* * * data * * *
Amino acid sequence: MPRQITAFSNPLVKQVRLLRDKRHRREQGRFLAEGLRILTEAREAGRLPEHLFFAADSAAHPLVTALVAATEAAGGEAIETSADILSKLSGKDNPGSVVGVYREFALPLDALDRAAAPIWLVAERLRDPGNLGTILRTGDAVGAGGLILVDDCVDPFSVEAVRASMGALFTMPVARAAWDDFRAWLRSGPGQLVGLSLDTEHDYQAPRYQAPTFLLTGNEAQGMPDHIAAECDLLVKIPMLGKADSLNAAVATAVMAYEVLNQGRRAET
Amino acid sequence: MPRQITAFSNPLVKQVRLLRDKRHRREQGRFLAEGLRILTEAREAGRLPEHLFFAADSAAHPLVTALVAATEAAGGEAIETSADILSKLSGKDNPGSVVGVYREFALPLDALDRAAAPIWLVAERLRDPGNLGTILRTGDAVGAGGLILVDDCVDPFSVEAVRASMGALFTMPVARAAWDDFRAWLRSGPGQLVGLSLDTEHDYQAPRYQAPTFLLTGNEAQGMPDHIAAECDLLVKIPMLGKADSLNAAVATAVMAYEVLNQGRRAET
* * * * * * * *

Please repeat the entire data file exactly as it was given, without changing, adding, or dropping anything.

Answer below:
Amino acid sequence: MPRQITAFSNPLVKQVRLLRDKRHRREQGRFLAEGLRILTEAREAGRLPEHLFFAADSAAHPLVTALVAATEAAGGEAIETSADILSKLSGKDNPGSVVGVYREFALPLDALDRAAAPIWLVAERLRDPGNLGTILRTGDAVGAGGLILVDDCVDPFSVEAVRASMGALFTMPVARAAWDDFRAWLRSGPGQLVGLSLDTEHDYQAPRYQAPTFLLTGNEAQGMPDHIAAECDLLVKIPMLGKADSLNAAVATAVMAYEVLNQGRRAET
Amino acid sequence: MPRQITAFSNPLVKQVRLLRDKRHRREQGRFLAEGLRILTEAREAGRLPEHLFFAADSAAHPLVTALVAATEAAGGEAIETSADILSKLSGKDNPGSVVGVYREFALPLDALDRAAAPIWLVAERLRDPGNLGTILRTGDAVGAGGLILVDDCVDPFSVEAVRASMGALFTMPVARAAWDDFRAWLRSGPGQLVGLSLDTEHDYQAPRYQAPTFLLTGNEAQGMPDHIAAECDLLVKIPMLGKADSLNAAVATAVMAYEVLNQGRRAET